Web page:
T-14 days and the election campaign in Muddy Hollows is now seeing increased use of heavy artillery, pengovsky did some punditizing on the telly and the debates are about to start coming in thick and fast.
Debate on POP TV on Monday night (source: screencapture)
But before we go into all that, the story that dominated the past week was one this scribe had briefly covered here and has to do with Slovenia turning out to be much more of a banana republic than its indigenous population is willing to admit
Continue reading 2018 Parliamentary Election: Gifts That Keep On Giving
The 2018 parliamentary election campaign in Muddy Hollows is in full swing and while pengovsky was going to write up a couple of post on the matter, adutling is hard af, requiring him to play catch-up. On the other hand, as a general rule, the less political parties can offer in terms of a platform, the more they tend to try and entice emotional responses, engage in divisive rhetoric and generally muddy the waters. Which is why one has to occasionally look back and separate the important from the fluffy.
Latest polling numbers and trends by Volilna napoved poll aggregator site (source)
So, without further ado, here are a few takeaways from Week One of the utter shit-show the 2018 Slovenian parliamentary election is shaping up to be.
Continue reading 2018 Parliamentary Election: Five Takeaways Of Week One
One of the perennial questions of Slovene election cycles as of late is WWJZD. What will Zoran Janković do. For some reason the mayor of Ljubljana is still considered a force to be reckoned with in national politics and his shadow seems to loom large over for many on the right wing (and some on the left as well), often-times plunging them in a psychosis-like mental state where they being seeing everything that is happening as interventions by the Deep State/Udbomafia/Uncles-in-the-shadows/Lizard people [in a Slavoj Žižek voice] and so on and so on…. And this latest bout paranioia was not helped by Janković’s press conference earlier today where he said he will be somehow getting involved in the national elections
Zoran Janković (source)
You’d be forgiven for forgetting, but the mayor of Ljubljana still moonlights as president of Positive Slovenia (PS), a party which by virtue of himself as a charismatic leader, some very clever PR and a fair dose of tactical voting, narrowly won the 2011 elections, relegating Janez Janša and his SDS to a runner-up position. In what was a textbook episode of political foolhardiness, Janković however failed to win the prime-ministership for himself, paving the way for Janša 2.0 government. From there on, things only went downhill for Positive Slovenia which has ceased to be a forced to be reckoned with just as fast as it became one.
Continue reading WWZJD (What Will Zoran Janković Do)
Parliamentary election in Slovenia will be held on 3 June. Such was the decision of President of the Republic Borut Pahor last Saturday when he, flanked by his senior advisers, signed the order on dissolution of the parliament and setting the election date. With this the game is now officially afoot. But little in the political dynamic of Muddy Hollows will change in practice as parties and politicians have been on an election footing since middle of the winter, or at the very least since Prime Minister Miro Cerar submitted his surprise resignation and lit a fire under everyone’s asses.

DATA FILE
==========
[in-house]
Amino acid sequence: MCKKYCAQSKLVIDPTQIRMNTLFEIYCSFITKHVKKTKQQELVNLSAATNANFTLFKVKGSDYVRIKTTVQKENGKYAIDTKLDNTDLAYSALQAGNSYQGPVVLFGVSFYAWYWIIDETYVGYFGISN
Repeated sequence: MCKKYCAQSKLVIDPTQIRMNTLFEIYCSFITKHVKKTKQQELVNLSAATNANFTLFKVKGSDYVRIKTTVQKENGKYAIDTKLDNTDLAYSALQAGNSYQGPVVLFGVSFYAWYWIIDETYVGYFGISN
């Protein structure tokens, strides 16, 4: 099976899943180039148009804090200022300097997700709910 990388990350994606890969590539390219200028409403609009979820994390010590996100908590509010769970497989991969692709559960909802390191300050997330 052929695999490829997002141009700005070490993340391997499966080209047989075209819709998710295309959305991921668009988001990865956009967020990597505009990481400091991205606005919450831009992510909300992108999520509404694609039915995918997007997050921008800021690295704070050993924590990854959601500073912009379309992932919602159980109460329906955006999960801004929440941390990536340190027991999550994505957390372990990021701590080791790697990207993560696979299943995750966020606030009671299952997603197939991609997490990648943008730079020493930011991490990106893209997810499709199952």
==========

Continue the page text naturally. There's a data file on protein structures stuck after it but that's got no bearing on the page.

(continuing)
Projected distribution of seats by Volilna napoved poll aggregator, where one can fool around with fantasy coalitions.
While much ink had been spilt over how Slovenia is yet again facing early elections, the date Pahor chose makes this now a moot point. For while it is technically true that elections are being called because of the parliament’s inability/unwillingness to appoint a new prime minister following Cerar’s surprise resignation, election on 3 June also fall within the constitutionally mandated “no sooner than two months and no later than fifteen days before the expiry of four years from the date of the first session of the previous National Assembly” (Article 81) which for all intents and purposes makes this a regular election. Which further proves the point of just how well timed Cerar’s resignation was. Maximum effect with minimum sacrifice.
Continue reading The Game’s Afoot. Again.
Shocking journalists around
the world Europe who after more than a decade again had to struggle with the difference between Slovenia and Slovakia, prime ministers of both countries tendered their resignations yesterday within hours of each other. Pengovsky being pengovsky, however, we’ll skip Slovenia Slovakia and just do Muddy Hollows where Miro Cerar resigned on the heels of a court annulment of results of the referendum of the second line of the Koper-Divača railway.
…with apologies to Kiefer Sutherland
The gist of it is that while the government won the vote back in September of last year, it failed to win the constitutional challenge of the result, owing to some very weird and novel interpretations of the constitution and referendum legislation. Be that as it may, the Supreme Court, following the decision of the Constitutional Court, decided that the campaign was not fair (specifically, the government’s role in it) hence the result is invalidated and the vote should be repeated. However, there’s more to that than meets the eye.
Continue reading Designated Survivor: Slovenian Edition